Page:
KILLEEN — Even though Maj. Gen. J.T. Thomson III wore four layers of clothes beneath his uniform due to the frigid temperatures Saturday at the Central Texas State Veterans Cemetery, he clearly stated the importance of being there.
“The holidays may be over,” said Thomson, deputy commanding general of III Corps and Fort Hood. “We’re collecting these wreaths, but what’s not going to change is the thanks due to our deceased veterans.”
Thomson added, “Every day we keep these veterans in our thoughts and prayers.”
Thomson expressed gratitude to the Friends of the Central Texas State Veterans Cemetery for organizing the Wreaths for Vets project each year.
“It’s so good to see such a large crowd, especially the young ‘uns,” Thomson said.
Keeping warm may have been a priority for those youngsters, some of whom played games of tag before setting off to gather the wreaths with their parents.
Others found a bit of warmth in the coffee and hot chocolate provided by Knights of Columbus Council 9930 from St. Paul Chong Hasang Church in Harker Heights.
Another kind of warmth came in the form of Sarah Rench’s moving a capella rendition of Lee Greenwood’s “God Bless the U.S.A.,” which she sang during the brief ceremony near the cemetery’s main entrance.
Rench and dozens of other members of Grace Christian Center, Killeen, were among the volunteers who lent their time to the project on Saturday.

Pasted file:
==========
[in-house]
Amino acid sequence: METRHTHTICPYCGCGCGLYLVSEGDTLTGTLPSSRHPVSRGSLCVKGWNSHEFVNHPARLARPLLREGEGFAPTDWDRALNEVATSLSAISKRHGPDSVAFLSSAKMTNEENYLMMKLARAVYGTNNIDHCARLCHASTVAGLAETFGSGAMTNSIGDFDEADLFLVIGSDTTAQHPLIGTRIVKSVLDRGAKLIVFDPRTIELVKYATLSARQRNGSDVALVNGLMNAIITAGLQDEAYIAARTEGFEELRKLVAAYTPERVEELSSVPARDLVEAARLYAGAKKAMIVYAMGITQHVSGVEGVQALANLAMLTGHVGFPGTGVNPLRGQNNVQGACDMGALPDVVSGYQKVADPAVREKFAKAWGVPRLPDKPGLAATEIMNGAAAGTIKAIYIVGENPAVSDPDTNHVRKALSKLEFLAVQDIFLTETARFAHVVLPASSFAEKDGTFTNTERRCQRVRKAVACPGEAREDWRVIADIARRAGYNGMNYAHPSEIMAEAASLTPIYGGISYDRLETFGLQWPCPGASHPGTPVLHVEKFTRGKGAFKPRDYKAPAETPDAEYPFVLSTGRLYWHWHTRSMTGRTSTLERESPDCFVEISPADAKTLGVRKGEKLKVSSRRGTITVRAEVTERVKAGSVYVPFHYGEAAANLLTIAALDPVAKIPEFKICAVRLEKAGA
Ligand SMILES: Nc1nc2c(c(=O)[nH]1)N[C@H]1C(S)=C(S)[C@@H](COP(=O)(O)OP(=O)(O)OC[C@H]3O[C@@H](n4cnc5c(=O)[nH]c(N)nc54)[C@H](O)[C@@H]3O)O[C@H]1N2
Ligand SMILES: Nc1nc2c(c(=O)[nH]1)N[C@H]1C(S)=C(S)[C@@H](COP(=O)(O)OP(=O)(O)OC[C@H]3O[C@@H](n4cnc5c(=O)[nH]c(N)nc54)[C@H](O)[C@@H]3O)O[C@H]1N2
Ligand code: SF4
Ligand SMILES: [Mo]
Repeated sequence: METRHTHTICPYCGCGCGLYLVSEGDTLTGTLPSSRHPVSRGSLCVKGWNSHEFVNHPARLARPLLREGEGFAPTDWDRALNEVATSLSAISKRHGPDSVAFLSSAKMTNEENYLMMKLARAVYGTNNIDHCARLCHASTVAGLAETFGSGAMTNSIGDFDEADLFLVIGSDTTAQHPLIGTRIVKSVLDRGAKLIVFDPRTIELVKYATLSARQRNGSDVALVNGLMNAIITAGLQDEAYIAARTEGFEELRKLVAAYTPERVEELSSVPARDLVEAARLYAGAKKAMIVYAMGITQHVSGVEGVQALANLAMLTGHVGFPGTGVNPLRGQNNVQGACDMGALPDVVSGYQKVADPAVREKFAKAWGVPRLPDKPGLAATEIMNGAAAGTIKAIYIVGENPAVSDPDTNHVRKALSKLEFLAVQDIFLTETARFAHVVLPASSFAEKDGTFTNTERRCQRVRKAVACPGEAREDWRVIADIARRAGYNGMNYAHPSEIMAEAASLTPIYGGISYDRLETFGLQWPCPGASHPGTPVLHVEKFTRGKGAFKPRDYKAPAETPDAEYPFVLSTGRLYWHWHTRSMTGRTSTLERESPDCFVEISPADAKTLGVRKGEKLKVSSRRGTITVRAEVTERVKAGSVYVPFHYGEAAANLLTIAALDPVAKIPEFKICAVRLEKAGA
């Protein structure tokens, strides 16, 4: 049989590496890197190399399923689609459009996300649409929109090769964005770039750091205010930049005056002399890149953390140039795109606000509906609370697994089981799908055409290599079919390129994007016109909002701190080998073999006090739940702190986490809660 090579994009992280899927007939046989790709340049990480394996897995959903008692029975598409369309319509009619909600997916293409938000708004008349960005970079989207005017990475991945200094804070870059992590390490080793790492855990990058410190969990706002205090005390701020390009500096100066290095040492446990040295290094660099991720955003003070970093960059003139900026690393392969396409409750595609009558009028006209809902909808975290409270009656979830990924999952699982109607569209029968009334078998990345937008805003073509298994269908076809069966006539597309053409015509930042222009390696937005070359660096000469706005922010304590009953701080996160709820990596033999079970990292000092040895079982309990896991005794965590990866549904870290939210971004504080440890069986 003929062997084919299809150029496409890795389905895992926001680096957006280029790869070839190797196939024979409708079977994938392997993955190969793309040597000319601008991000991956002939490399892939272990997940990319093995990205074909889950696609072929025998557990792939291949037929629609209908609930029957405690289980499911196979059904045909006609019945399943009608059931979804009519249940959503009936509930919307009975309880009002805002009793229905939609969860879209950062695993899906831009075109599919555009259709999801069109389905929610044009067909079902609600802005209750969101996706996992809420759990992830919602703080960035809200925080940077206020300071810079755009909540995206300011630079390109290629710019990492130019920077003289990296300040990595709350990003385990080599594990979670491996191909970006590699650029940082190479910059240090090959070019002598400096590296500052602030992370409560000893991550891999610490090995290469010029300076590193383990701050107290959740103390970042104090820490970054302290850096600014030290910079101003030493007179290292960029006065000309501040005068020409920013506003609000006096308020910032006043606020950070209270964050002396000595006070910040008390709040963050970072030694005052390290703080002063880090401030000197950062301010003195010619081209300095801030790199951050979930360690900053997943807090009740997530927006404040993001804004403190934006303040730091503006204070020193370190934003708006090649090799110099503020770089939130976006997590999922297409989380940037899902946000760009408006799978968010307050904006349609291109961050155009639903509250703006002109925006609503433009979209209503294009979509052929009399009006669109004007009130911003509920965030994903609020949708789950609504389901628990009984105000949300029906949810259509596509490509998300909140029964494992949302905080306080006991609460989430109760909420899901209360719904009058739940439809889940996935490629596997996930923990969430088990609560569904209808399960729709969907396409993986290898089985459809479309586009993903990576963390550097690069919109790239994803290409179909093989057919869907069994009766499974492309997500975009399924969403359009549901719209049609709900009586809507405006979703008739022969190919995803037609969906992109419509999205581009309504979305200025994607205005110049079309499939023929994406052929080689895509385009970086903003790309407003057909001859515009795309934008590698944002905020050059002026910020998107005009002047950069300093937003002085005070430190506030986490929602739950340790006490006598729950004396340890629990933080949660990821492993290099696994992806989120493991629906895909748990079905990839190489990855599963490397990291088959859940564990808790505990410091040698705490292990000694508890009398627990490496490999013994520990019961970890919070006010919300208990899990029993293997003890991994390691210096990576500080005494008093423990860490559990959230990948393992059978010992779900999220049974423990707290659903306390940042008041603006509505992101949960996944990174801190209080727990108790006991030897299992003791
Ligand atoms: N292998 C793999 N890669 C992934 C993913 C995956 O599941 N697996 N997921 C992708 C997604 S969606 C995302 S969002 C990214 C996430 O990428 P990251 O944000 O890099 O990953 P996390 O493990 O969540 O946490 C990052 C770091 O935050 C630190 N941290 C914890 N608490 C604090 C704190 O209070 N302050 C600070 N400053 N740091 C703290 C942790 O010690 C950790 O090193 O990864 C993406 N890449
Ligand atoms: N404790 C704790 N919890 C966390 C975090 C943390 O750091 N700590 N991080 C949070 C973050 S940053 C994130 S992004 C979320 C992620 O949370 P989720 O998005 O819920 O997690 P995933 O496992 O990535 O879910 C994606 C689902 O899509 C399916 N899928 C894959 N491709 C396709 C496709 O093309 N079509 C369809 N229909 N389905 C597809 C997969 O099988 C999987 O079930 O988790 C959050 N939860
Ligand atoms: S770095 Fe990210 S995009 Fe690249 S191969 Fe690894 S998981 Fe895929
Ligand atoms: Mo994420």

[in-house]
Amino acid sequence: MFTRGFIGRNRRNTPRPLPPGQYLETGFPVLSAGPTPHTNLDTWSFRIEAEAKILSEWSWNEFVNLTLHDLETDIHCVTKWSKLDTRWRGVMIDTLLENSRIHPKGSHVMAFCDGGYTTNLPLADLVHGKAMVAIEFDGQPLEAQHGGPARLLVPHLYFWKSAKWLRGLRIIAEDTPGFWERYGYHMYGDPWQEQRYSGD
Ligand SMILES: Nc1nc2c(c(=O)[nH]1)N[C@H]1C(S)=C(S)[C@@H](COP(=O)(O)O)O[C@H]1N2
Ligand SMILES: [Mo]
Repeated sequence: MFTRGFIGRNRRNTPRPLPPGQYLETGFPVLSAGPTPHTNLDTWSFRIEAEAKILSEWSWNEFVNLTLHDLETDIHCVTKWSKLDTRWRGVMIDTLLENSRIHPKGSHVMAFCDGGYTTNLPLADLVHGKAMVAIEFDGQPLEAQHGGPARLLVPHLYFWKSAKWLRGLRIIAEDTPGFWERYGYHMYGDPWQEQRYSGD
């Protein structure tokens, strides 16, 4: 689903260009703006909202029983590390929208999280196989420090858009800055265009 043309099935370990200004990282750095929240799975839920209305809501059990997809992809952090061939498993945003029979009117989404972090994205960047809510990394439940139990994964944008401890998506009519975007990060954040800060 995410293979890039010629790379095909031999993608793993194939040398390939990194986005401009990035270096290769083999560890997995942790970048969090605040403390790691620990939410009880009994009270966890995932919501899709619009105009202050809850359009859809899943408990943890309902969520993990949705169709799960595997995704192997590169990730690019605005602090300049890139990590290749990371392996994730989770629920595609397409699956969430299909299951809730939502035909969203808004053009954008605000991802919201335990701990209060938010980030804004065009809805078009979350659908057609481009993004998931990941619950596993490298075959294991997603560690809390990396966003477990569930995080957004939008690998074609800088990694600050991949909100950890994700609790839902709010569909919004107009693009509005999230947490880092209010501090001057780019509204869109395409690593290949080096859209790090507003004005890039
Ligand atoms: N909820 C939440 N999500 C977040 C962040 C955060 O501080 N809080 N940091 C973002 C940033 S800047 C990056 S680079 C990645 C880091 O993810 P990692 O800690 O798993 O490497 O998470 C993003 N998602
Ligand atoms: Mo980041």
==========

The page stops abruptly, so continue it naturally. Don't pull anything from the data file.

The Blue Knights Law Enforcement Motorcycle Club was another group volunteering. Al Langford, local chapter president, said, “We do this out of respect for our fallen comrades, no matter what the weather is.” Most of the Blue Knights are retired military or have served in the military, he explained.
Justin Lozano, a Hutto High School sophomore member of the Air Force Junior ROTC, played Taps as the crowd moved to gather the wreaths.
As the volunteers passed among the grave markers, most poignant was Gilberto Martinez, a retired veteran, who paused at each grave along one row to silently thank the veteran for his service before removing the wreath.
The number of volunteers may have been half that of when the wreaths were laid after Thanksgiving, but their care and concern for the veterans’ graves showed through in how they respectfully collected more than 7,000 wreaths, removed the now-faded bows, placed the wreaths on poles and carried them to the trucks where they will be stored until needed again at the end of the year.
Donations toward the 2018 wreath laying can be made at www.wreathsforvets.org.
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